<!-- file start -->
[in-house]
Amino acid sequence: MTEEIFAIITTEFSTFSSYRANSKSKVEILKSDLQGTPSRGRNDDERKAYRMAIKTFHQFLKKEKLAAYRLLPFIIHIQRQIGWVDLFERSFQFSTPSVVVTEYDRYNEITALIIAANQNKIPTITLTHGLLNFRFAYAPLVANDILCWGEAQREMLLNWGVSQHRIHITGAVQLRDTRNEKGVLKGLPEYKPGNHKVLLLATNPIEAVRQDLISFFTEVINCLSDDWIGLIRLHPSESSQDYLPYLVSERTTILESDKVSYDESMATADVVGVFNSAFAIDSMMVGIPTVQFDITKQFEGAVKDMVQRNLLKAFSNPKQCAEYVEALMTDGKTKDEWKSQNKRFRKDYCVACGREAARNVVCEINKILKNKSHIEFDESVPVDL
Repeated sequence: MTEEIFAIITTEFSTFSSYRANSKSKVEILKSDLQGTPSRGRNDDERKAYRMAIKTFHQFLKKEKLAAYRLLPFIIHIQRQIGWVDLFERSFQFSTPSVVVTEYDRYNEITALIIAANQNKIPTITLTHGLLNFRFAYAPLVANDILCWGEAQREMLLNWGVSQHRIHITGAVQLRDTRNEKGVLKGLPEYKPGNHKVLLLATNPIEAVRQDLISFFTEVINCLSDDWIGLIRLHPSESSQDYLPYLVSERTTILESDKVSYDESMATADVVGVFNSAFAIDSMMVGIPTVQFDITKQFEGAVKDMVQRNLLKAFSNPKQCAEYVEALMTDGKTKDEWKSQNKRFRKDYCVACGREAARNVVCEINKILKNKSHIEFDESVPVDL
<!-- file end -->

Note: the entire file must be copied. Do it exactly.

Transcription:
[in-house]
Amino acid sequence: MTEEIFAIITTEFSTFSSYRANSKSKVEILKSDLQGTPSRGRNDDERKAYRMAIKTFHQFLKKEKLAAYRLLPFIIHIQRQIGWVDLFERSFQFSTPSVVVTEYDRYNEITALIIAANQNKIPTITLTHGLLNFRFAYAPLVANDILCWGEAQREMLLNWGVSQHRIHITGAVQLRDTRNEKGVLKGLPEYKPGNHKVLLLATNPIEAVRQDLISFFTEVINCLSDDWIGLIRLHPSESSQDYLPYLVSERTTILESDKVSYDESMATADVVGVFNSAFAIDSMMVGIPTVQFDITKQFEGAVKDMVQRNLLKAFSNPKQCAEYVEALMTDGKTKDEWKSQNKRFRKDYCVACGREAARNVVCEINKILKNKSHIEFDESVPVDL
Repeated sequence: MTEEIFAIITTEFSTFSSYRANSKSKVEILKSDLQGTPSRGRNDDERKAYRMAIKTFHQFLKKEKLAAYRLLPFIIHIQRQIGWVDLFERSFQFSTPSVVVTEYDRYNEITALIIAANQNKIPTITLTHGLLNFRFAYAPLVANDILCWGEAQREMLLNWGVSQHRIHITGAVQLRDTRNEKGVLKGLPEYKPGNHKVLLLATNPIEAVRQDLISFFTEVINCLSDDWIGLIRLHPSESSQDYLPYLVSERTTILESDKVSYDESMATADVVGVFNSAFAIDSMMVGIPTVQFDITKQFEGAVKDMVQRNLLKAFSNPKQCAEYVEALMTDGKTKDEWKSQNKRFRKDYCVACGREAARNVVCEINKILKNKSHIEFDESVPVDL